The strength of temptation also comes from a tendency to push virtues to such an extreme that they become vices. For example, it is all too easy for the joy of eating to become gluttony, or for the blessing of rest to become sloth, or for the peace of quietness to become non-communication, or for industriousness to become greed, or for liberty to be turned into an excuse for licentiousness. We all know what it’s like for pleasure to become sensuality, or for self-care to become selfishness, or for self-respect to become conceit, or for wise caution to become cynicism and unbelief, or for righteous anger to become unrighteous rage, or for the joy of sex to become immorality, or for conscientiousness to become perfectionism. The list could go on endlessly . . .
The story of Ananias and Sapphira in Acts 5 is a case in point. The most instructive thing in this incident is that it wasn’t through some overt and terrible act of human depravity, but through an act of religious devotion, that Satan brings about the downfall of this couple. This frightening story of instantaneous execution all began with an act of generosity! It is stunning to think that the very good that God’s people attempt to do can be their undoing.
Another instance in which Satan seeks to exploit the otherwise good intentions of the church is described in 2 Corinthians 2:10-11. Certain people in Corinth, ostensibly to maintain the purity of the church, were reluctant to forgive and restore the wayward, but now repentant, brother. This harshness would give Satan an opportunity to crush the spirit of the repentant sinner and drive him to despair, most likely resulting in his being forever cut off from the church.
Or consider how Satan employs this tactic when it comes to sexual relations in marriage (1 Corinthians 7:5). Paul approves of the decision by married couples to refrain from sexual relations to devote themselves to prayer, but only for a season. To abstain entirely for a prolonged period of time exposes oneself to unnecessary temptation (i.e., lust and the satisfaction of one’s sexual desires outside the bonds of marriage). Again, we see here an example of how the enemy takes an otherwise godly intention and exploits it for his own nefarious purposes.
B. Seven Tactics of Temptation
1. Satan especially likes to tempt us when our faith is fresh, i.e., when the Christian is only recently converted and thus less prepared to know how to resist his seductive suggestions. This is precisely Paul’s grounds for warning against the premature promotion of a new Christian in 1 Timothy 3:6.
2. Satan especially likes to tempt us when our faith feels strongest, i.e., when we think we are invulnerable to sin. If we are convinced that we have it under control, we become less diligent. Earlier I alluded to one of Oswald Chambers most insightful statements that again pertains to this very point: “An unguarded strength,” said Chambers, is a double weakness”.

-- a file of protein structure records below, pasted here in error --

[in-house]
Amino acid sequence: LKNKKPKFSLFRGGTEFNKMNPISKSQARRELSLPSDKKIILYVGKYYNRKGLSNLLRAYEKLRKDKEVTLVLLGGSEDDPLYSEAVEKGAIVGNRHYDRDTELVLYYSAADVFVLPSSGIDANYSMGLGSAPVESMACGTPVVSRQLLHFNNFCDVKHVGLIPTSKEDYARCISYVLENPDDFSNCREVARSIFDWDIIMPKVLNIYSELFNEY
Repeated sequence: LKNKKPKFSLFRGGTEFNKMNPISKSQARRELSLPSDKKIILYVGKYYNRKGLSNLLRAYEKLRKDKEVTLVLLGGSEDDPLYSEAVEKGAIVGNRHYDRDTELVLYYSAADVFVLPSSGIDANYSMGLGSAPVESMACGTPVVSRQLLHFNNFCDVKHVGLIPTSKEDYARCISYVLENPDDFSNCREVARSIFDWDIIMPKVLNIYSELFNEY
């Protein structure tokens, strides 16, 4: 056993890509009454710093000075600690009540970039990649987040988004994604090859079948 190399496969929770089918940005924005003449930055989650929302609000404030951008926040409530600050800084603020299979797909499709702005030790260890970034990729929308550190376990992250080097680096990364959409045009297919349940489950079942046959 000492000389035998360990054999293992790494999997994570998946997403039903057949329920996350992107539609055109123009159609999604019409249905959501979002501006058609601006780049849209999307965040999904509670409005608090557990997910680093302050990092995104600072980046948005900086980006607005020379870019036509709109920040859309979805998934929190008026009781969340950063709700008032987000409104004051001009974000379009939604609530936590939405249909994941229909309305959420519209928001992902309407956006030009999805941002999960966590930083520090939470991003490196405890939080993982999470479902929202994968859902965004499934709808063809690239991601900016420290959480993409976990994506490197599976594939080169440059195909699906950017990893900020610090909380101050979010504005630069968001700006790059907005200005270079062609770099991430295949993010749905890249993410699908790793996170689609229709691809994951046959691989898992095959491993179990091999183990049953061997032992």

3. Satan especially likes to tempt us when we are in an alien environment. Gordon MacDonald explains:
“In the environs of home life with family and friends, there is a schedule of routines, a set of support systems, and a way of doing things, all of which lends encouragement to responsible living and, conversely restraint against irresponsible living. Virtually all of these external systems fall away when a person is hundreds of miles from home” (100).
Certainly our desire is that our internal resistance to the temptation of sin, nourished and sustained by our fascination and joy with the beauty of God in Christ, would be adequate in such circumstances. But when the external boundaries that often unconsciously govern our behavior are removed, or are expanded, we soon discover the depth (or shallowness) of maturity in our souls.
4. Satan also likes to tempt us when our faith is being tested in the fires of affliction. When we are tired, burnt out, persecuted, feeling excluded and ignored, Satan makes his play. His most common tactic is to suggest that God isn’t fair, that he is treating us unjustly, from which platform Satan then launches his seductive appeal that we need no longer obey. Physical pain, relational and financial loss, when combined with the silence of heaven, serve only to intensify the appeal of temptation. This is nowhere better seen than in the experience of Job.
5. Satan especially likes to tempt us immediately following both spiritual highs and spiritual lows. Periods of emotional elation and physical prosperity can sometimes lead to complacency, pride, and a false sense of security. When they do, we’re easy targets for the enemy’s arrows. The same thing happens during the doldrums when we find ourselves wondering if God even cares. We become bitter and despondent and sin suddenly seems the reasonable thing to do.
6. Perhaps Satan’s most effective tactic in tempting us is to put his thoughts into our minds and then blame us for having them.